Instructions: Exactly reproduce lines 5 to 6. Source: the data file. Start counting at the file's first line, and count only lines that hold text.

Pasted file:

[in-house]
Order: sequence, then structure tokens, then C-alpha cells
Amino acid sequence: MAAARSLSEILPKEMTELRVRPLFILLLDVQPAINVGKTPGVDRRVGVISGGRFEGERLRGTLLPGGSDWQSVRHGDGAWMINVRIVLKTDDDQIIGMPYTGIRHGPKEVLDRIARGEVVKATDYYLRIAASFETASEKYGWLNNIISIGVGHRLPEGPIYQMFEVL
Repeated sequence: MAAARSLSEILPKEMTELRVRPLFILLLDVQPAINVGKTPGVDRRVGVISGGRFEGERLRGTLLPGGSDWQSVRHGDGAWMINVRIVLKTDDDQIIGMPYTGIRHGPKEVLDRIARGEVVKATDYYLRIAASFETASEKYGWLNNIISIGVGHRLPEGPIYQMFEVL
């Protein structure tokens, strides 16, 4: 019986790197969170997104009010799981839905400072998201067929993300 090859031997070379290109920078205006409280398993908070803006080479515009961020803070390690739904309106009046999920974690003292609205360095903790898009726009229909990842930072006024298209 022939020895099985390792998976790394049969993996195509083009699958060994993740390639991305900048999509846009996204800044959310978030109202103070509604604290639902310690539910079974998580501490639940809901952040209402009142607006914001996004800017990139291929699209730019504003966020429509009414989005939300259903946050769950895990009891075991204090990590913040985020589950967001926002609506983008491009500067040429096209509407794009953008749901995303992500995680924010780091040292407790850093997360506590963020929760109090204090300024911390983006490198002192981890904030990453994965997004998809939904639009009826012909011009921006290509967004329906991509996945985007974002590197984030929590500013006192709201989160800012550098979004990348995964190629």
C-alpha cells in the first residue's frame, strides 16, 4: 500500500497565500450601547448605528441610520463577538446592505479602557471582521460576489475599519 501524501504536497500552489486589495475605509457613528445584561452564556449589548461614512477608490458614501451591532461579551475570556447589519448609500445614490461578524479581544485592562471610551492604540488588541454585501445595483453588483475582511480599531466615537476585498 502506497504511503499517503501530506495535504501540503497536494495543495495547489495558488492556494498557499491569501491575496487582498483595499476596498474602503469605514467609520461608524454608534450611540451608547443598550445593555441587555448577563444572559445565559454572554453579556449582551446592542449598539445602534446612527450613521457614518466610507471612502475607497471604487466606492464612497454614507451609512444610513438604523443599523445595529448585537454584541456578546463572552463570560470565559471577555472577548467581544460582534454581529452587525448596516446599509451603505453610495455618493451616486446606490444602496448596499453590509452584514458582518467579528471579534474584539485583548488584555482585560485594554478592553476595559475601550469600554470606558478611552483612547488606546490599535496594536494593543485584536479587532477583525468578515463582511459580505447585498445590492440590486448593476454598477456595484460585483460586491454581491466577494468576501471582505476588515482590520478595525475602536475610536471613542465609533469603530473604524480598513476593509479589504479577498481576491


């Protein structure tokens, strides 16, 4: 019986790197969170997104009010799981839905400072998201067929993300 090859031997070379290109920078205006409280398993908070803006080479515009961020803070390690739904309106009046999920974690003292609205360095903790898009726009229909990842930072006024298209 022939020895099985390792998976790394049969993996195509083009699958060994993740390639991305900048999509846009996204800044959310978030109202103070509604604290639902310690539910079974998580501490639940809901952040209402009142607006914001996004800017990139291929699209730019504003966020429509009414989005939300259903946050769950895990009891075991204090990590913040985020589950967001926002609506983008491009500067040429096209509407794009953008749901995303992500995680924010780091040292407790850093997360506590963020929760109090204090300024911390983006490198002192981890904030990453994965997004998809939904639009009826012909011009921006290509967004329906991509996945985007974002590197984030929590500013006192709201989160800012550098979004990348995964190629």
C-alpha cells in the first residue's frame, strides 16, 4: 500500500497565500450601547448605528441610520463577538446592505479602557471582521460576489475599519 501524501504536497500552489486589495475605509457613528445584561452564556449589548461614512477608490458614501451591532461579551475570556447589519448609500445614490461578524479581544485592562471610551492604540488588541454585501445595483453588483475582511480599531466615537476585498 502506497504511503499517503501530506495535504501540503497536494495543495495547489495558488492556494498557499491569501491575496487582498483595499476596498474602503469605514467609520461608524454608534450611540451608547443598550445593555441587555448577563444572559445565559454572554453579556449582551446592542449598539445602534446612527450613521457614518466610507471612502475607497471604487466606492464612497454614507451609512444610513438604523443599523445595529448585537454584541456578546463572552463570560470565559471577555472577548467581544460582534454581529452587525448596516446599509451603505453610495455618493451616486446606490444602496448596499453590509452584514458582518467579528471579534474584539485583548488584555482585560485594554478592553476595559475601550469600554470606558478611552483612547488606546490599535496594536494593543485584536479587532477583525468578515463582511459580505447585498445590492440590486448593476454598477456595484460585483460586491454581491466577494468576501471582505476588515482590520478595525475602536475610536471613542465609533469603530473604524480598513476593509479589504479577498481576491